How Gardener was Adapted and Extended by SKE

After becoming familiar with Gardener, we started to look into its code base to adapt it to the specific needs of the STACKIT OpenStack environment. Changes and extensions were made in order to get it integrated into the STACKIT environment, and whenever reasonable, we contributed those changes back:

  • To run smoothly with the STACKIT OpenStack layer, the Gardener configuration was adapted in different places, e.g. to support CSI driver or to configure the domains of a shoot API server or ingress.
  • Gardener was extended to support shoots and shooted seeds in dual stack and dual home setup. This is used in SKE for the communication between shooted seeds and the Garden cluster.
  • SKE uses a private image registry for the Gardener installation in order to resolve dependencies to public image registries and to have more control over the used Gardener versions. To install and run Gardener with the private image registry, some new configurations need to be introduced into Gardener.
  • Gardener is a first-class API based service what allowed us to smoothly integrate it into the STACKIT User Interface. We were also able to jump-start and utilize the Gardener Dashboard for our Beta release by merely adjusting the look-&-feel, i.e. colors, labels and icons.
Figure 2: Gardener Dashboard adapted to STACKIT UI style

Experience with Gardener Operations

As no OpenStack installation is identical to one another, getting Gardener to run stable on the STACKIT IaaS layer revealed some operational challenges. For instance, it was challenging to find the right configuration for Cinder CSI.

To test for its resilience, we tried to break the managed clusters with a Chaos Monkey test, e.g. by deleting services or components needed by Kubernetes and Gardener to work properly. The reconciliation feature of Gardener fixed all those problems automatically, so that damaged Shoot clusters became operational again after a short period of time. Thus, we were not able to break Shoot clusters from an end user perspective permanently, despite our efforts. Which again speaks for Gardener’s first-class cloud native design.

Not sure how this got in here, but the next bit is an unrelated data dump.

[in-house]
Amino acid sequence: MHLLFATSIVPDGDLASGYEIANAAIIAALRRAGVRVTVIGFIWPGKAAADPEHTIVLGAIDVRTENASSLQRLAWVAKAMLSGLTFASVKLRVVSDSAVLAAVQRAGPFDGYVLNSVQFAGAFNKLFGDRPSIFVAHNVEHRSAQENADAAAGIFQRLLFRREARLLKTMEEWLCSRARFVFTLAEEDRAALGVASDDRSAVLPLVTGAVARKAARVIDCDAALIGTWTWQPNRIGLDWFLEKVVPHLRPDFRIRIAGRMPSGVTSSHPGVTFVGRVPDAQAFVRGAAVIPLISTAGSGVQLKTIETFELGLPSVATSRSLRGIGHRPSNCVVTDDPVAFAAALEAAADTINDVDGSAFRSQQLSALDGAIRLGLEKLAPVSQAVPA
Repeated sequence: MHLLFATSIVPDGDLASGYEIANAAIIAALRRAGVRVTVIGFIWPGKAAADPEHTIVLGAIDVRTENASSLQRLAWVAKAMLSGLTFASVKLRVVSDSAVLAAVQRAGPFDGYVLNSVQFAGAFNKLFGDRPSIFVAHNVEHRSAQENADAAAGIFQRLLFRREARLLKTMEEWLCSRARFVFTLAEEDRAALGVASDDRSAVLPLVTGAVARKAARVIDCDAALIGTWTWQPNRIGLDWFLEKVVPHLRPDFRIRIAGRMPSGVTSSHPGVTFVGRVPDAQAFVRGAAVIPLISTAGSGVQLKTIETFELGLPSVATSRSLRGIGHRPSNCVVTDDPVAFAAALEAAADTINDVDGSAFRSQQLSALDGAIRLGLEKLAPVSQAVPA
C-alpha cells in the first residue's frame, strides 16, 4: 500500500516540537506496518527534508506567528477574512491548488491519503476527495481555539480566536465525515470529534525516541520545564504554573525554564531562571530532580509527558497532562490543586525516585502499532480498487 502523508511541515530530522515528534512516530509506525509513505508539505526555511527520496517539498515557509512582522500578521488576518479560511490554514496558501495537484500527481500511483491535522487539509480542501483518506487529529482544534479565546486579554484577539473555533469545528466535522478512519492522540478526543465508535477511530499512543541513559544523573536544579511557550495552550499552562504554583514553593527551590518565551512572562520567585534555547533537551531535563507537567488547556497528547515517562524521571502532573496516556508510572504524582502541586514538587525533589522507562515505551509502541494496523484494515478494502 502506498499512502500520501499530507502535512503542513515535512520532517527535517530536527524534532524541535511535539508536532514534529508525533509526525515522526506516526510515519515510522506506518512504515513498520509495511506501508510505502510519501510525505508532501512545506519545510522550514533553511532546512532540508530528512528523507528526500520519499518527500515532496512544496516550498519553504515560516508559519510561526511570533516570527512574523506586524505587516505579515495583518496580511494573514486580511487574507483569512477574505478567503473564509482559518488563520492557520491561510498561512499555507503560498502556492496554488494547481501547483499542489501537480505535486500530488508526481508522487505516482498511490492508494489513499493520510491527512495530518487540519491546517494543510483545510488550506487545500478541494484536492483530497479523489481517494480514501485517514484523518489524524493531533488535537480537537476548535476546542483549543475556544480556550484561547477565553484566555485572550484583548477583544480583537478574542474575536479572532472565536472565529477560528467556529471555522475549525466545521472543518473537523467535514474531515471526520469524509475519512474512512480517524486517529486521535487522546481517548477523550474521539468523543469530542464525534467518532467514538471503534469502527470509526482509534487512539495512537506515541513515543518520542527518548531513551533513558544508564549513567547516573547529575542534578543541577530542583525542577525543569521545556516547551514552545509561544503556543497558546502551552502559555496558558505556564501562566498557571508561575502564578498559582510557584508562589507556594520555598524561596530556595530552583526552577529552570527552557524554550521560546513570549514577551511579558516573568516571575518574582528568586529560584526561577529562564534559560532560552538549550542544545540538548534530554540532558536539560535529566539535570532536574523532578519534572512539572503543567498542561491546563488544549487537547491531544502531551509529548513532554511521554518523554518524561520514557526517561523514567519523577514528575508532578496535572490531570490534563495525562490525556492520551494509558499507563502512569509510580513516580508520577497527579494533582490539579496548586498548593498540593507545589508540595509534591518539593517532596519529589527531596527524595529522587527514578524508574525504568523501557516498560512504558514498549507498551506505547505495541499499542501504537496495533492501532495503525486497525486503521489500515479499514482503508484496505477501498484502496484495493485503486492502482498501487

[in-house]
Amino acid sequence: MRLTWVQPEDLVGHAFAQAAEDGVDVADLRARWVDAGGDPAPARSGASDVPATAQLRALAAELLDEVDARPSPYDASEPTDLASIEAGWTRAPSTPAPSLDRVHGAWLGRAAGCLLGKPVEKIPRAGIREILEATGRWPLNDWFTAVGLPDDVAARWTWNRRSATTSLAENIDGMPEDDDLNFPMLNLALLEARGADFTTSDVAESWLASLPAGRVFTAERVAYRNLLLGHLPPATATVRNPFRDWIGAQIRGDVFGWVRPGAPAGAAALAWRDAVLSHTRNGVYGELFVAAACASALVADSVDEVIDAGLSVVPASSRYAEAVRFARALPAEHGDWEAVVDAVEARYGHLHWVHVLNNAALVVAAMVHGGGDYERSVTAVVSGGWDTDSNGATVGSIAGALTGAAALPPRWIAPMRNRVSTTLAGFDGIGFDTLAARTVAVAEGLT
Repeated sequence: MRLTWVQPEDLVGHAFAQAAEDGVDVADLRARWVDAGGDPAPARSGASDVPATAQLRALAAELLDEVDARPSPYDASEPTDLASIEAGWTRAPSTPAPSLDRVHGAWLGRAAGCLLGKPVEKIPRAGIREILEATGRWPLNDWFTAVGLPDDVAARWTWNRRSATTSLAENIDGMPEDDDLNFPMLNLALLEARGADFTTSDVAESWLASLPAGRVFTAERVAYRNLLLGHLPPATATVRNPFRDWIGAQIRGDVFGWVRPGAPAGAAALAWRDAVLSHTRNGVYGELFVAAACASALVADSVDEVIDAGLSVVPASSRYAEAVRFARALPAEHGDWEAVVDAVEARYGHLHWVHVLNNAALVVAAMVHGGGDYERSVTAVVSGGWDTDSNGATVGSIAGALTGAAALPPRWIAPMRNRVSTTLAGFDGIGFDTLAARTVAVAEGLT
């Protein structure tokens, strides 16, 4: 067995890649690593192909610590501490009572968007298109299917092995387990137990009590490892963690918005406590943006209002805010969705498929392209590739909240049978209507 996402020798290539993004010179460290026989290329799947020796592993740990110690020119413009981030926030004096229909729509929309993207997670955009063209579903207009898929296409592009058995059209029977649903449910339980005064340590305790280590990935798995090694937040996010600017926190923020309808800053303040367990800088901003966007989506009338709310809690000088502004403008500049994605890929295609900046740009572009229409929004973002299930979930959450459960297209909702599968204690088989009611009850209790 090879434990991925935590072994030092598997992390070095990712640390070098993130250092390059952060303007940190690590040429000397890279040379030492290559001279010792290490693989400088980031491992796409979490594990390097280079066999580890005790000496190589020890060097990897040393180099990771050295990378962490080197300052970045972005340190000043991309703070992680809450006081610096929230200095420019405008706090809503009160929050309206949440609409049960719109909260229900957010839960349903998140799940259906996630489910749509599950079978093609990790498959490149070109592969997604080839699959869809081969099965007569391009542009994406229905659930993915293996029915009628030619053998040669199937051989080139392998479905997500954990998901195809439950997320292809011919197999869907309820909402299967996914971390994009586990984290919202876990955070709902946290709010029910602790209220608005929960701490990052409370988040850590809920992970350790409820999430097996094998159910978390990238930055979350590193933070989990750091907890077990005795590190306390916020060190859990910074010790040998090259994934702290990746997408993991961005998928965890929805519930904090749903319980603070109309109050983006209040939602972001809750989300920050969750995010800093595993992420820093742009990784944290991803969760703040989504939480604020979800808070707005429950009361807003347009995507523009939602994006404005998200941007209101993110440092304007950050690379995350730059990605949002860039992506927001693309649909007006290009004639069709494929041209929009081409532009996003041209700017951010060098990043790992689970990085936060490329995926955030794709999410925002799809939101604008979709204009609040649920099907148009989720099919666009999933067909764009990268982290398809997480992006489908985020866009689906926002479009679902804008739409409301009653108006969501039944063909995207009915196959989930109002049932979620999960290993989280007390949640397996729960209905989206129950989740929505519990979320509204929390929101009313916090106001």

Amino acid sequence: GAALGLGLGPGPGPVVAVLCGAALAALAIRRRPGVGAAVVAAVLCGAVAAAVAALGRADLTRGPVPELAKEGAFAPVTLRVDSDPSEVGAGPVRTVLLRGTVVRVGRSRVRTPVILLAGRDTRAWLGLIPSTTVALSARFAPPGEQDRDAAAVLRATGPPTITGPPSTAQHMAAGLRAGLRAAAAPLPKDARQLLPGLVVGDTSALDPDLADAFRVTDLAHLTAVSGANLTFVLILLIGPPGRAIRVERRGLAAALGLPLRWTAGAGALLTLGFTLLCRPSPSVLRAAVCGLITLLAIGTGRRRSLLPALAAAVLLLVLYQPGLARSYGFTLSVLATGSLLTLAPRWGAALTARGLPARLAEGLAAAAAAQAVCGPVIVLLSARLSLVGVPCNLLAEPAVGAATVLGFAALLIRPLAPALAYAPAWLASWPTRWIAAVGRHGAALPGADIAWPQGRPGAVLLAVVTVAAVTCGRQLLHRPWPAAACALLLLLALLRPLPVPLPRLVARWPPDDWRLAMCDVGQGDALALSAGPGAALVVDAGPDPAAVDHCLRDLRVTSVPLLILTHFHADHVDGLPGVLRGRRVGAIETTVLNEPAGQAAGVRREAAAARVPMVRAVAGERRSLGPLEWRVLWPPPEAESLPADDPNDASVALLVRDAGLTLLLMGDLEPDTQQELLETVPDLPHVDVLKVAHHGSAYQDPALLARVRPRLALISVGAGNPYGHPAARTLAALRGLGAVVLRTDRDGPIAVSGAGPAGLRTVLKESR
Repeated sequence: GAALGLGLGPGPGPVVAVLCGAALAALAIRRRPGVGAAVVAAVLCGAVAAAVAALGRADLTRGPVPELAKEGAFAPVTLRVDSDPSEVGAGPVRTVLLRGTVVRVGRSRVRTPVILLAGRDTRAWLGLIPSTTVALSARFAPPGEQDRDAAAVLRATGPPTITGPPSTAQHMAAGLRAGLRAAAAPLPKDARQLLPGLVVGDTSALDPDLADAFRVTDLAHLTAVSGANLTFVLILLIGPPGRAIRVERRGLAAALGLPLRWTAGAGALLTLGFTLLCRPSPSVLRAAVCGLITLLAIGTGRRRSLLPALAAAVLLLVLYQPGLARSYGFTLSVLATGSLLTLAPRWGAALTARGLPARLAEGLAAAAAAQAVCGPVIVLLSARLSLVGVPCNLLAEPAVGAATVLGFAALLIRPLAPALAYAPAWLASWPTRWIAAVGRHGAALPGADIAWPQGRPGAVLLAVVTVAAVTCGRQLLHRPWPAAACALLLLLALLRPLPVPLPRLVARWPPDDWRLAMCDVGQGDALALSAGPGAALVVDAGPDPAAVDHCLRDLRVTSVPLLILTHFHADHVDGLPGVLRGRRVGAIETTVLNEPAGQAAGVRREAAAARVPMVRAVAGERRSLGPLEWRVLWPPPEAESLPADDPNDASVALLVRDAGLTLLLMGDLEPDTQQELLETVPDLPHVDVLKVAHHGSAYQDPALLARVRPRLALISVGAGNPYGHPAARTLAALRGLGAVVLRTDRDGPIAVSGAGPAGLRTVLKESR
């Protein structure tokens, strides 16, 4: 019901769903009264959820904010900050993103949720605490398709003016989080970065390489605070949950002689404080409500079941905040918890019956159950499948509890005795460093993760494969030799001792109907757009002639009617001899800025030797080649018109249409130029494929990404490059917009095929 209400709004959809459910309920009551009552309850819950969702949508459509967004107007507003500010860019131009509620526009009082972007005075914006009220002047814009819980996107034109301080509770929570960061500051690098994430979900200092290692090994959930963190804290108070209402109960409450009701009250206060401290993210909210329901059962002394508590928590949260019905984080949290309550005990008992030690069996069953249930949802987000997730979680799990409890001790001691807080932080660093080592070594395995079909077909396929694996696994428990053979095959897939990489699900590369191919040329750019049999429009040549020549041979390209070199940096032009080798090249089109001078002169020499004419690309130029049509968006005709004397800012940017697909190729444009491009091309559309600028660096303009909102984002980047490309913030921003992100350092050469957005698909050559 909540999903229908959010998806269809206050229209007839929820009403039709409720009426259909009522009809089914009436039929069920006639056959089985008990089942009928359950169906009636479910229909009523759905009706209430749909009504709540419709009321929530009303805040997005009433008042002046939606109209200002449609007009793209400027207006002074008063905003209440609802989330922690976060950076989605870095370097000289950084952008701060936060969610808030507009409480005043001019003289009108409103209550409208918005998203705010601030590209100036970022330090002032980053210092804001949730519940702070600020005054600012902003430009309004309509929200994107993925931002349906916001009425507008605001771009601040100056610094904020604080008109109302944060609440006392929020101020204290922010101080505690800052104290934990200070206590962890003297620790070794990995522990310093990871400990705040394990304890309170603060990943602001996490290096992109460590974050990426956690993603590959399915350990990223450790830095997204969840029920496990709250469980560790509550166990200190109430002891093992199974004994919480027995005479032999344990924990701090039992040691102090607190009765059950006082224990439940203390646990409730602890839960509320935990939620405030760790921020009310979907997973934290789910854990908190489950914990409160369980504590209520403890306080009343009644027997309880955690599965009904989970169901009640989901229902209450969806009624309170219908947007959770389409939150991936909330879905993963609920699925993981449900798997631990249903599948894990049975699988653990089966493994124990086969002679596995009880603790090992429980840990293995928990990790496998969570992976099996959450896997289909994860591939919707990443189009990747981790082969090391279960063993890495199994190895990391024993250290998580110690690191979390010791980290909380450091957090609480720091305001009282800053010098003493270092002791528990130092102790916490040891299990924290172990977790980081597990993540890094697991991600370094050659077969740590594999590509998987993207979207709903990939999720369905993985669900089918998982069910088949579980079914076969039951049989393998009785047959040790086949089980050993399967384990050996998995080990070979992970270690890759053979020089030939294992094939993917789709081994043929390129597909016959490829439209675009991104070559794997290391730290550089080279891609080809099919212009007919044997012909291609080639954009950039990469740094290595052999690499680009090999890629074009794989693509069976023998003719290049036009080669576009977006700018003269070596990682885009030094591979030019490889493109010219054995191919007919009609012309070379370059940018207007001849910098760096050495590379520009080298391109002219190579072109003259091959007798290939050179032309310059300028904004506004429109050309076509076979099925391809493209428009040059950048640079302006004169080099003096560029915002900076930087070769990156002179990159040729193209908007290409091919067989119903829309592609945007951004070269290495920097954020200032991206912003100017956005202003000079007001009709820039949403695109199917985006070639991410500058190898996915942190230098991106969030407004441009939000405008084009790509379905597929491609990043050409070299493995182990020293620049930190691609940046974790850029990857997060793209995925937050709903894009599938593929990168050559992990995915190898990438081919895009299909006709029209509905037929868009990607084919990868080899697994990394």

We also participated in a fruitful community support: For several challenges we contacted the community channel and help was provided in a timely manner. A lesson learned was that raising an issue in the community early on, before getting stuck too long on your own with an unresolved problem, is essential and efficient.


Gardener is used by SKE to provide a managed Kubernetes offering for internal use cases of the Schwarz Group as well as for the public cloud offering of STACKIT. Thanks to Gardener, it was possible to get from zero to a Beta release in only about half a year’s time – this speaks for itself. Within this period, we were able to integrate Gardener into the STACKIT environment, i.e. in its OpenStack IaaS layer, its management tools and its identity provisioning solution.

Gardener has become a vital building block in STACKIT’s cloud native platform offering. For the future, the possibility to manage clusters also on other infrastructures and hyperscalers is seen as another great opportunity for extended use cases. The open co-innovation exchange with the Gardener community member companies has also opened the door to commercial co-operation.